Agreed. The section(s) on iodine in biology should certainly be no longer than the section for "sodium in biology" in the Sodium article. There is a main Iodine in biology wiki, but the problem is that it got to be a repository for Venturi's views of the role of iodine in evolution, and then got cut back, and so there's now more info in the iodine article than there is in this subarticle. I'll see if I can summarize some info in the main element article and move it to the iodine in biology article, per WP:SS. Also, the info on radioiodine can be summarized in the isotope section here, and the rest go into the Isotopes of iodine article.SBHarris 20:47, 16 July 2010 (UTC)
LATER Okay, that's done. Article has been cut from nearly 60 kB to 53 kB. All of the missing info is in {main} subarticles isotopes of iodine and iodine in biology, with summary left behind. I've also rearranged some stuff so all the bio-med isotope applications are in that section, and all the nutrition and biology stuff now goes more smoothly, as suggested by Smokefoot immediately above. See what you think. SBHarris 06:17, 17 July 2010 (UTC)
Looks better to me, but I tried to consolidate some of the sections further. Incidentally, the chemistry section needs to be updated to put these various reactions into their context in the world and impact... II | (t - c) 07:34, 17 July 2010 (UTC)


I looked into this statement, which seems a bit far fetched: "In Germany, it has been estimated to cause a billion dollars in health care costs per year."

The source for this statement is here:

This paper has a further source listed as: Gutekunst R. Iodine deficiency costs Germany over one billion dollars per year. IDD Newsletter 1993;9:29-31.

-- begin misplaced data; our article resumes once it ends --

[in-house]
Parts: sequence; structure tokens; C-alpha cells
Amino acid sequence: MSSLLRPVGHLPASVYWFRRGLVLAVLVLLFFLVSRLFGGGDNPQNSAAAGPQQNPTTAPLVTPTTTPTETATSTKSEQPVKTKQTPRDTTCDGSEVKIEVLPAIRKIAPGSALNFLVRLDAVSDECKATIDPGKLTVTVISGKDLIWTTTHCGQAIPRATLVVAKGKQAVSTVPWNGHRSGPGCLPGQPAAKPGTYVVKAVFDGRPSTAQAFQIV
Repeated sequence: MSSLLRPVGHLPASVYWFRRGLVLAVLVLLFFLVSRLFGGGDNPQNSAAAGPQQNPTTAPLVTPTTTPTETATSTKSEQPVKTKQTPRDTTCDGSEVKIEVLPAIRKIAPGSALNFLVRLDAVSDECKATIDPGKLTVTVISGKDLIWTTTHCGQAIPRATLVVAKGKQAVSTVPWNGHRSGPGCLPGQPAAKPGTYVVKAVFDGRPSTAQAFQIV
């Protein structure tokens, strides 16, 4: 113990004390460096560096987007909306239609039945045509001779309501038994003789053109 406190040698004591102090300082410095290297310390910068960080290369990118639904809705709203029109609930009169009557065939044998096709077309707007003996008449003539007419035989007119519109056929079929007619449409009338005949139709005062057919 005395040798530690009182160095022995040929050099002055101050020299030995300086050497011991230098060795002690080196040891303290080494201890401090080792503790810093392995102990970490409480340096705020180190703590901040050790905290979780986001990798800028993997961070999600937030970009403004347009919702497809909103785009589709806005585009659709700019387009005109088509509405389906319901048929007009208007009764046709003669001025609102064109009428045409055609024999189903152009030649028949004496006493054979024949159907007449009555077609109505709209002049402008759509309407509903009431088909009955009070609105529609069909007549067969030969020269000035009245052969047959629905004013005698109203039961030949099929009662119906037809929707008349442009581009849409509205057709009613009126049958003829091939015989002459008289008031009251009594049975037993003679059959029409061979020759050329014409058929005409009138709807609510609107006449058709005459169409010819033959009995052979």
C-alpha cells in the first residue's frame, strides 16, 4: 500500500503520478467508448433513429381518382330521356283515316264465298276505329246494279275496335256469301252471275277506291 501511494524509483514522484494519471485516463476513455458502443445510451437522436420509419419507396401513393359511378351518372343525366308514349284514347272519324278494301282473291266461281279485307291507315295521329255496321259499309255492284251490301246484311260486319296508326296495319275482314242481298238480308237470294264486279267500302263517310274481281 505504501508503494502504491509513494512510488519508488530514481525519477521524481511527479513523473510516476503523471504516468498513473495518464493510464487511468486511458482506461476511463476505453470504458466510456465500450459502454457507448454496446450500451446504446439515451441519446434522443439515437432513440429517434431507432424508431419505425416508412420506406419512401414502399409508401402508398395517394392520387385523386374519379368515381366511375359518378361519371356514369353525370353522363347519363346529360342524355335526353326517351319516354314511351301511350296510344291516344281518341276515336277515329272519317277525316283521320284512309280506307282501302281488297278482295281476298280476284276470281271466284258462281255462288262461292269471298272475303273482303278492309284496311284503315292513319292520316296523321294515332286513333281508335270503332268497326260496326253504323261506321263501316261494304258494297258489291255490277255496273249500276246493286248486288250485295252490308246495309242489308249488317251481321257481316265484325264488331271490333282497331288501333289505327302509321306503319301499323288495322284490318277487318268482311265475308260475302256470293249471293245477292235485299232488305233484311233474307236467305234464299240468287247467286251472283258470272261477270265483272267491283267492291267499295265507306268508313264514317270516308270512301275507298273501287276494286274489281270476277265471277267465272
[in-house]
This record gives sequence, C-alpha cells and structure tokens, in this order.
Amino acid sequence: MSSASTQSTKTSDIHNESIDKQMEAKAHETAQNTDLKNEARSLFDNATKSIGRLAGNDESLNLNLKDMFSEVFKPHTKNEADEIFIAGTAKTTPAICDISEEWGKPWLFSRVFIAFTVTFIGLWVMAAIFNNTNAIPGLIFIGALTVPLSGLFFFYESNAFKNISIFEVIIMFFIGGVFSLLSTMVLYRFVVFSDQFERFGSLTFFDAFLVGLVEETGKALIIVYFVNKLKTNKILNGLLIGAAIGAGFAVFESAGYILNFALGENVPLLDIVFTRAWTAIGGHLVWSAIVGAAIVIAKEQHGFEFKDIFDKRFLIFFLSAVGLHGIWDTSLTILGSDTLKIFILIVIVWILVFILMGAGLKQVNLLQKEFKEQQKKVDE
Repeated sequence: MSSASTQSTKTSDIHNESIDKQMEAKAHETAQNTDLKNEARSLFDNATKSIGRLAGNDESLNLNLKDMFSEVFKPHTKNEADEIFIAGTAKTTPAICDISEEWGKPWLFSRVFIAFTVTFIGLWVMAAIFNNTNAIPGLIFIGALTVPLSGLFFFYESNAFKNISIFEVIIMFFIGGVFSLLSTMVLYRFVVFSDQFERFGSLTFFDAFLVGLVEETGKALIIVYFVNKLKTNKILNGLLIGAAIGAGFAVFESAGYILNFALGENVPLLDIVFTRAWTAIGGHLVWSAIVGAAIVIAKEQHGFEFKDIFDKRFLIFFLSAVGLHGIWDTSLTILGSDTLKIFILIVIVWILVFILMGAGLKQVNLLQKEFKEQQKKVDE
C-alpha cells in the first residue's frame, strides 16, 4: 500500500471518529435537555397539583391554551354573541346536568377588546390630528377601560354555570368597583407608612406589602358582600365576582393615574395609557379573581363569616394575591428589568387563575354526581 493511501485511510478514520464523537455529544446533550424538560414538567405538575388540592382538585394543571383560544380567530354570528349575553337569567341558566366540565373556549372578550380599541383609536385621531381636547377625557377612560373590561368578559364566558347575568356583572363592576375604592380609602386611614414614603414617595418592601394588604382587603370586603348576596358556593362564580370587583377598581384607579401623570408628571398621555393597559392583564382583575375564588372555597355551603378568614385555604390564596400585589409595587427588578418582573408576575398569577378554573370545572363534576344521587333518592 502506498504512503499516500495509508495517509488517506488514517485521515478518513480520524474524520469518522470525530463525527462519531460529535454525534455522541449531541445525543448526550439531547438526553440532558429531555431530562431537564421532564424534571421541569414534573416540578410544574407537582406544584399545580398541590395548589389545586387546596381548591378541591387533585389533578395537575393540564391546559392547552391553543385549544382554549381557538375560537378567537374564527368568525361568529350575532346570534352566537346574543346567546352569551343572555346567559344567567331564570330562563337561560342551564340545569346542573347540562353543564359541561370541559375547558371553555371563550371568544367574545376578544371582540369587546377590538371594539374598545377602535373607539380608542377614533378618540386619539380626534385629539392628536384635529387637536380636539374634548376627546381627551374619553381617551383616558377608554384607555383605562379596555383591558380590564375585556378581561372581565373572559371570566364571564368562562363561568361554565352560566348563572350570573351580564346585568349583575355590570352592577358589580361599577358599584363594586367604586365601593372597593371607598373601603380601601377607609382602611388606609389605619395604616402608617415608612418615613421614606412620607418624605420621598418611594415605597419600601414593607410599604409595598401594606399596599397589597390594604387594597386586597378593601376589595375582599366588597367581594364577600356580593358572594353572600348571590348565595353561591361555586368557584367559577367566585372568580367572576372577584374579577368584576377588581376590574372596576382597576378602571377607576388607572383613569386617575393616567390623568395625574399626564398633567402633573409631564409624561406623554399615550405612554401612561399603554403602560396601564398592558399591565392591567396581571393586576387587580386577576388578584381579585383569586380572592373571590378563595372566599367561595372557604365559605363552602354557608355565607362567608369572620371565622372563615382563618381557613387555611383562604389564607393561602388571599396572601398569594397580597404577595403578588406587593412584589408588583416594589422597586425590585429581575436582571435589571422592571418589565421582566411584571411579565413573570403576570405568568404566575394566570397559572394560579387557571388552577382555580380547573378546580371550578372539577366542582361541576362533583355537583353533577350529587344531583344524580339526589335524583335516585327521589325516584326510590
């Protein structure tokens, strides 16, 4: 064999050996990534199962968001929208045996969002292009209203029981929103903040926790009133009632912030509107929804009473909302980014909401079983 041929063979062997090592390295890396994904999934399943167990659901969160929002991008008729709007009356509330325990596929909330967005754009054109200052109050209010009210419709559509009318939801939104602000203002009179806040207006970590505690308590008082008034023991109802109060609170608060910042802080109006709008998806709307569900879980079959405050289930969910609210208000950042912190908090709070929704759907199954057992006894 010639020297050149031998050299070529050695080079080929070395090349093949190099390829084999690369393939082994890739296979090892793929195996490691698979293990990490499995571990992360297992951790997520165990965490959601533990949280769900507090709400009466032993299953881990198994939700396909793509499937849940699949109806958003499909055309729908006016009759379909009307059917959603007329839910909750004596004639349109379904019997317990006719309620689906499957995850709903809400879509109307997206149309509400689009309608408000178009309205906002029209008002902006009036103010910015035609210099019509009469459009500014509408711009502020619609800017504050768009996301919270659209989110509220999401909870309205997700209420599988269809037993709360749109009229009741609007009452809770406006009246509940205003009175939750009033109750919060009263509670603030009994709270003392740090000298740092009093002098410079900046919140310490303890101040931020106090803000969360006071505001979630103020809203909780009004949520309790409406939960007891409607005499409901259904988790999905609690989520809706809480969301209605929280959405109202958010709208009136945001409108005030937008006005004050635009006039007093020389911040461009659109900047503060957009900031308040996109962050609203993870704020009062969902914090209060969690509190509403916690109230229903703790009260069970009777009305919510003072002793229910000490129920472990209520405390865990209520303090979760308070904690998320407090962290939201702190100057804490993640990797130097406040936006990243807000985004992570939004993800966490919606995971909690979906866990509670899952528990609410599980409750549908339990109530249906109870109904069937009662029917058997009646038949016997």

Here is a link to the IDD Newsletter:

I could not find any references to back up this statement. I propose the statement be removed from the page.""

Bentford (talk) 21:05, 26 February 2011 (UTC)

Yes, thanks. The Gutekunst article referenced is indeed not in that issue of the IDD newsletter. Perhaps it's in some other issue. Such a thing may be estimated by some German "natural hygeine" alternative medicine types, who want to treat everybody with iodine pills, to be responsible for every case of hypothyroidism found. But as you surmise, it's not the feeling of the average doctor or nutritionist, or the government of Germany. I'll remove it. SBHarris 21:17, 26 February 2011 (UTC)


the text "Aside from tungsten, iodine is the heaviest element to be essential in living organisms, and iodine is the heaviest element thought to be needed by higher animals" appears to be saying that tungsten is essential to living organisms. I thought tungsten was somewhat toxic? -- Waveguy (talk) 18:52, 28 February 2011 (UTC)

Tungsten isn't needed by ALL living organisms, just a few bacteria. If it's needed by ANY living organisms, it's needed by "living organisms." (We should make this clear). Iodine is probably needed by all animals at least. I don't know if it's needed by all bacteria, or even plants. SBHarris 19:38, 28 February 2011 (UTC)

quality scale assessment[edit]

B-Class review

  • The article is suitably referenced, with inline citations where necessary.
Several sections are unreferenced.
  • Characteristics — no reference for the whole section
  • Structure and bonding — no reference for the whole section